Social protection in Nigeria: an overview of programmes and their effectiveness

Briefing papers
September 2011
Rebecca Holmes and Banke Akinrimisi with Jenny Morgan and Rhiannon Buck

In recent years, the Nigerian government and its development partners have sought to develop social protection instruments to tackle the country’s high rates of poverty and vulnerability. This Project Briefing is part of a project funded by UNICEF Nigeria to support the Government of Nigeria in realising its overarching development strategy and development of a national social protection strategy, and is one of five thematic outputs (the others relate to cash transfers, HIV/AIDS, child protection and fiscal space).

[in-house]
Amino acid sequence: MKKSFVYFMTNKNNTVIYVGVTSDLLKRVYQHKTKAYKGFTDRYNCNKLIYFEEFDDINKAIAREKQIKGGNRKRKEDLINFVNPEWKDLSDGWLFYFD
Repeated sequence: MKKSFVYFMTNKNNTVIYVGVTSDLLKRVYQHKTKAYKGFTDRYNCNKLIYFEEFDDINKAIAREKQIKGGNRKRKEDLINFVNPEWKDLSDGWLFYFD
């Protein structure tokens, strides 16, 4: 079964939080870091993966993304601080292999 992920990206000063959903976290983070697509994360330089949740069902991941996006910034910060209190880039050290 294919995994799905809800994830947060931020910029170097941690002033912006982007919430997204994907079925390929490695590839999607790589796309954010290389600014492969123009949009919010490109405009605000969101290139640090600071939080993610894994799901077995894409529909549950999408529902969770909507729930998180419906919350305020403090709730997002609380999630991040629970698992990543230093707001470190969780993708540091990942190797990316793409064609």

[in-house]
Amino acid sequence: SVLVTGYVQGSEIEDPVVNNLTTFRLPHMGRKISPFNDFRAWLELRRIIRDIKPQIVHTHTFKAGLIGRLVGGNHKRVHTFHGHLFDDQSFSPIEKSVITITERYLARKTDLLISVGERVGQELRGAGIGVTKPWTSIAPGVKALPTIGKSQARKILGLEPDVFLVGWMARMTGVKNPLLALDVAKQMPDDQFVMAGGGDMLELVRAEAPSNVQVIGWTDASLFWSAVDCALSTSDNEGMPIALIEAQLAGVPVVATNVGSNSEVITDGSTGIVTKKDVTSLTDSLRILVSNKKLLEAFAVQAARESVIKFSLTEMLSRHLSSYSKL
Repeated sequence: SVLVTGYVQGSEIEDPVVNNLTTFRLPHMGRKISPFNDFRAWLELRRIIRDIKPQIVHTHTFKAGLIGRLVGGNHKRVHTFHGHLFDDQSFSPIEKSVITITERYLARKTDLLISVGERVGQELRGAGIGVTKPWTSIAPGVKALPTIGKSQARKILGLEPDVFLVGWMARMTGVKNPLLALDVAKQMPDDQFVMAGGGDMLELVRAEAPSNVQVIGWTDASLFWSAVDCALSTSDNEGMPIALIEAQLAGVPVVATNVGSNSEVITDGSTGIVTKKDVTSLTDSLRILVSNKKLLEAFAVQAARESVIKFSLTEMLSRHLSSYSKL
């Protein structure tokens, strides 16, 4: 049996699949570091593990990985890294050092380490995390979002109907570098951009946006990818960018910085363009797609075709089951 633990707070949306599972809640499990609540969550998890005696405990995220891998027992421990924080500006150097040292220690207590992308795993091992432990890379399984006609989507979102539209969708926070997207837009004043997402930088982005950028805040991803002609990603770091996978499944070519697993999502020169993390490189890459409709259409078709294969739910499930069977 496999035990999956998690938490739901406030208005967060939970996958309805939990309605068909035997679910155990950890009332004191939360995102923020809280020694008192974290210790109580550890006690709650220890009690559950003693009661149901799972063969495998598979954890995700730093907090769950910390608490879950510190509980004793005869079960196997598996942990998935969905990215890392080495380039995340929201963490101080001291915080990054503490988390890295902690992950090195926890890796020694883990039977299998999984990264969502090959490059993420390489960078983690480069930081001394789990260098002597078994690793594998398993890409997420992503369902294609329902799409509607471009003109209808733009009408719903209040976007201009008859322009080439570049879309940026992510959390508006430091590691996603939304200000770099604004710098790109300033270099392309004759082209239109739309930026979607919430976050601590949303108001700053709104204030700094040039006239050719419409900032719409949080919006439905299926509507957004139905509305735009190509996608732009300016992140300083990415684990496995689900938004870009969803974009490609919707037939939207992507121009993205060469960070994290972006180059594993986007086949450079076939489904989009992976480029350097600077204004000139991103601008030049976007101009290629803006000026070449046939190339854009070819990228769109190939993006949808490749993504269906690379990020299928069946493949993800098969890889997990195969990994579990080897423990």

Specifically, this Project Briefing discusses the current social protection policy and programming landscape in Nigeria and the effectiveness of social protection in addressing poverty and inequality in the country. It argues that social protection in Nigeria is falling short as a response to the needs of the poor and puts forward a number of policy recommendations for consideration by government and development to strengthen the nascent social protection agenda in the country.

This brief draws on a desk-based review of secondary literature on social protection policy and programming in Nigeria as well as primary research (key informant interviews, focus group discussions and in-depth interviews) conducted in Abuja and selected states (Adamawa, Benue, Edo and Lagos).